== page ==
Mini golf offers a fun alternative to serious competition at Games

Sunday, July 27, 2008 | 9:08 p.m. CDT; updated 2:48 p.m. CDT, Tuesday, May 4, 2010

COLUMBIA — Putters sent colorful golf balls rolling through winding fairways, making their way across wooden bridges and over small hills. Pale blue water hazards and sand-colored bunkers stood in the way of a coveted hole-in-one.

But for both the young and old participating in the Show-Me State Games' miniature golf tournament, the competition was all in good fun.

Rick Matheny of Columbia said he enjoyed playing, especially after finishing 20-under par with a 52, a record for the 50 to 59-age division. He played with his wife, Terry Matheny, who shot a 71.

"Miniature golf is the one thing I've been able to get my wife to do," he said. "It's more something for fun that we can do together."

Matheny said he participated in the first Show-Me State Games when it started 24 years ago and has been in every one since then. He has played in a wide-array of sports, including track and field, basketball, tennis and soccer. Besides miniature golf this year, he also competed in bowling and golf events with his son.

"I enjoy the competition, so it was just automatic for me to enter every year," he said. "But about five years ago, I realized I hadn't entered anything that year. ... It wasn't my original intention to start a streak, but after almost 20 years of not missing one of these (Show-Me State Games), I thought, ‘I can't break the streak!'"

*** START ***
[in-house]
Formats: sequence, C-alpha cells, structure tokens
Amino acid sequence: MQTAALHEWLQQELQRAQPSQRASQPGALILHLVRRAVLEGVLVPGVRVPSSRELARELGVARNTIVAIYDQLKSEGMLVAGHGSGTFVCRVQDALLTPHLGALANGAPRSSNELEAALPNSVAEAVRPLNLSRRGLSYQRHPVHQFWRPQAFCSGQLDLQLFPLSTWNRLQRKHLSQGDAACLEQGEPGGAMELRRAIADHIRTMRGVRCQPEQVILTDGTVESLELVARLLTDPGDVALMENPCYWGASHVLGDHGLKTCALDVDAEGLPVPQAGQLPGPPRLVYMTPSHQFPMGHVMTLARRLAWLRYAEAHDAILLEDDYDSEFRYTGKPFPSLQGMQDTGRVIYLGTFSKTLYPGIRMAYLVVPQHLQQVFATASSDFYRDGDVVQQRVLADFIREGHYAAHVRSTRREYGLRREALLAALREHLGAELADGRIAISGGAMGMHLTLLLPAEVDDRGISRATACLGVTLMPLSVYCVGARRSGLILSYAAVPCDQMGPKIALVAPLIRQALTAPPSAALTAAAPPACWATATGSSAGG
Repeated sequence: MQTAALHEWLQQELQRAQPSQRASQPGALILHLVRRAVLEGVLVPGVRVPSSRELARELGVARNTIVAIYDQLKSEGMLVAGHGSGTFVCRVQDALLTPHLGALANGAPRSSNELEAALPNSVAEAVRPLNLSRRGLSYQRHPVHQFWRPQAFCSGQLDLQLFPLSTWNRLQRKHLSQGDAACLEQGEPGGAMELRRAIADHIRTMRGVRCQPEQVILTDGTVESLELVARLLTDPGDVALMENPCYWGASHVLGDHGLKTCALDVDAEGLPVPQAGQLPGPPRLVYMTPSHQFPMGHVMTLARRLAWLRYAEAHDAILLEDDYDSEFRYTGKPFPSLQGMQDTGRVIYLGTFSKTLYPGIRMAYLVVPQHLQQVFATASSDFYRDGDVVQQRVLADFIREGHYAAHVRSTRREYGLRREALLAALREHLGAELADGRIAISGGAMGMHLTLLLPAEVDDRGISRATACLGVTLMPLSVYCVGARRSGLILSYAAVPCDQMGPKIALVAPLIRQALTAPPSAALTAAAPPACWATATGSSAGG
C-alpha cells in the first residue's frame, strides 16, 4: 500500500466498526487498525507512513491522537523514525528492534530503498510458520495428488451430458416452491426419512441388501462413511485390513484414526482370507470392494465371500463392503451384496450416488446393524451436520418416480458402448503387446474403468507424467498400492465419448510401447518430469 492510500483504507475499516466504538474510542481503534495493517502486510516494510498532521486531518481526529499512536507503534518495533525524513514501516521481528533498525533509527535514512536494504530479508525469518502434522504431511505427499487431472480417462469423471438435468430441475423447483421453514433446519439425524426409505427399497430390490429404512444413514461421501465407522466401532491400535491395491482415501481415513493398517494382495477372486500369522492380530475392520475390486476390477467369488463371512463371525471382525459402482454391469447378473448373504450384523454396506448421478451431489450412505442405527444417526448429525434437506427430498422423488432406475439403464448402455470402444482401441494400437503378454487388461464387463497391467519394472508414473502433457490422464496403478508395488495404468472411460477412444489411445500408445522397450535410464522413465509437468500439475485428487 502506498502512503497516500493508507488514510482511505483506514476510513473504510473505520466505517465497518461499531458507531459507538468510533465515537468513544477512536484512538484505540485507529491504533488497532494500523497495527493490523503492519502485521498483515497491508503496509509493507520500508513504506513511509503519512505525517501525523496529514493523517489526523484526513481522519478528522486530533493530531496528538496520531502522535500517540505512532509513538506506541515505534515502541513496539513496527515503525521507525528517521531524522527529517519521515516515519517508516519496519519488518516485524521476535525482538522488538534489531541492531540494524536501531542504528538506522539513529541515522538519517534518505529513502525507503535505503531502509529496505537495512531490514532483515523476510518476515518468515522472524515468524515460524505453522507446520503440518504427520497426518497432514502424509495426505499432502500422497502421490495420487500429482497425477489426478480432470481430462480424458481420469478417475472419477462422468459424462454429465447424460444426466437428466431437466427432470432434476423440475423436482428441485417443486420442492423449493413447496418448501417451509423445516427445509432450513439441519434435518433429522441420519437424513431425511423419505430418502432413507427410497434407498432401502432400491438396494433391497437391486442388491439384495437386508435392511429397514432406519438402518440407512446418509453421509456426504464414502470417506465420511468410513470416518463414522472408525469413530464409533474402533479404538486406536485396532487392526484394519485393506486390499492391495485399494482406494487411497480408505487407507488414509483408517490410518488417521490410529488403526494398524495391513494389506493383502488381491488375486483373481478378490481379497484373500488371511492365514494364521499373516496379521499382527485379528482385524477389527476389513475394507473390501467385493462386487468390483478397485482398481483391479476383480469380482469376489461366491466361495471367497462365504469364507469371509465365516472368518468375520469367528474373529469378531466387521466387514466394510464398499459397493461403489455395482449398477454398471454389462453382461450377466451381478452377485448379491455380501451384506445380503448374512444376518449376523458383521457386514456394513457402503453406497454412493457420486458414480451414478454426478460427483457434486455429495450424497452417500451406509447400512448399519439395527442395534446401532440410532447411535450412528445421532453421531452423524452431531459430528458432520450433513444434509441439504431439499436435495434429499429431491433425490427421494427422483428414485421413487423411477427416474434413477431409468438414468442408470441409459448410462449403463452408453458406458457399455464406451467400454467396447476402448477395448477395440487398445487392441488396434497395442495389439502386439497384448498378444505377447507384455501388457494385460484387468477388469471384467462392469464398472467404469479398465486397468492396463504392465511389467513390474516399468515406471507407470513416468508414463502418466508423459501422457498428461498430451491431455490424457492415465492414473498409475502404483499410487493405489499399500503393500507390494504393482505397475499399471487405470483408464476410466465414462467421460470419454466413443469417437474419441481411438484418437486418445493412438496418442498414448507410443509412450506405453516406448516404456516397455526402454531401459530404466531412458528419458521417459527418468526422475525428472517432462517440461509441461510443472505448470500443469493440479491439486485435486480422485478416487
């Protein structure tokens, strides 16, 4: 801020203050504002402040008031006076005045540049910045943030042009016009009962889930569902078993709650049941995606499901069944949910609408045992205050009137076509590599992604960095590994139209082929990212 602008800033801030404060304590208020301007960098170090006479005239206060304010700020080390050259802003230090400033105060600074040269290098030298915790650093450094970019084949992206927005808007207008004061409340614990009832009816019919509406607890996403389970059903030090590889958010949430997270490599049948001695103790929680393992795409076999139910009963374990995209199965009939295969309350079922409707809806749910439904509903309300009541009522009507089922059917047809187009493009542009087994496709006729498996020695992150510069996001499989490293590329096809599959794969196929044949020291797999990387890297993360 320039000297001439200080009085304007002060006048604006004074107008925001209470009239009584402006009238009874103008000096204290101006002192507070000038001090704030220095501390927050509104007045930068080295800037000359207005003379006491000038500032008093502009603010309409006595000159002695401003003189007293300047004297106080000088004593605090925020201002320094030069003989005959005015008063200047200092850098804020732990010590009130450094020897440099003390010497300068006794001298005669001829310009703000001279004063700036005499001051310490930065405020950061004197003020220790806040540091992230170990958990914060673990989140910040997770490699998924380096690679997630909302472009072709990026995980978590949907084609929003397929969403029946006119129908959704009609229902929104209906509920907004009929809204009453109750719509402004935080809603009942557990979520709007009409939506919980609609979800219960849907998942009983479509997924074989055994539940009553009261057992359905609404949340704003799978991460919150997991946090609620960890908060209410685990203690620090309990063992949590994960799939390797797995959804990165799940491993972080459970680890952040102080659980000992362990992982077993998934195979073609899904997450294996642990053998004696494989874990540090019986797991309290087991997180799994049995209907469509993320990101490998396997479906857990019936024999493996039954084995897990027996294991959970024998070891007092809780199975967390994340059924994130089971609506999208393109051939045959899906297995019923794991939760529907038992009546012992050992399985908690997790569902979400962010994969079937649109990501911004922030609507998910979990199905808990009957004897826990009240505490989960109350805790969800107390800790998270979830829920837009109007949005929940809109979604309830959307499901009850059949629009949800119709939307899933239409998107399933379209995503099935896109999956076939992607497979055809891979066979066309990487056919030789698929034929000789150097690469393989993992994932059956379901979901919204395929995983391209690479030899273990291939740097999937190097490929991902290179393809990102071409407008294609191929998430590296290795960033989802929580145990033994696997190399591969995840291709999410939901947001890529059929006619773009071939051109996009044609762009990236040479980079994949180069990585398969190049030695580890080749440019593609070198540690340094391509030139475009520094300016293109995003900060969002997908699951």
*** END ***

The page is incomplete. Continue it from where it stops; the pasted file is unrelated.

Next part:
Since miniature golf doesn't require pre-registration, he entered the competition and has continued taking part in the event year after year.

Miniature golf took place over two weekends at Perche Creek Golf Club, with each weekend being its own competition.

Golfers were allowed to play their round anytime between noon and 9 p.m. Saturday, or between 9 a.m. and noon Sunday.

Miniature golf commissioner Jake Poe said because of the informality of the competition, a lot of the participants end up being walk-ups.

"We try to make it as inclusive as possible, because to my knowledge, it's the one event that would be open to an entire family participating," he said. "So that's why we leave it open for both days on both weekends."

Poe said the format works out well for family members who travel to watch their children, grandchildren or siblings compete in the games. Afterward, the whole family can play miniature golf together.

Stephanie Hayes traveled from St. James with her 12-year-old son Colin so he could participate in the soccer tournament for the Show-Me State Games. They didn't plan to play miniature golf initially, but Hayes just happened to stumble upon it.

"I didn't even know they offered it," she said. "I got online to check Colin's soccer bracket, and I just saw that they offered miniature golf as one of the sports. So I thought that would be fun.

"With him playing soccer, that's more of a serious sport. So this was a good way to wind down after that."

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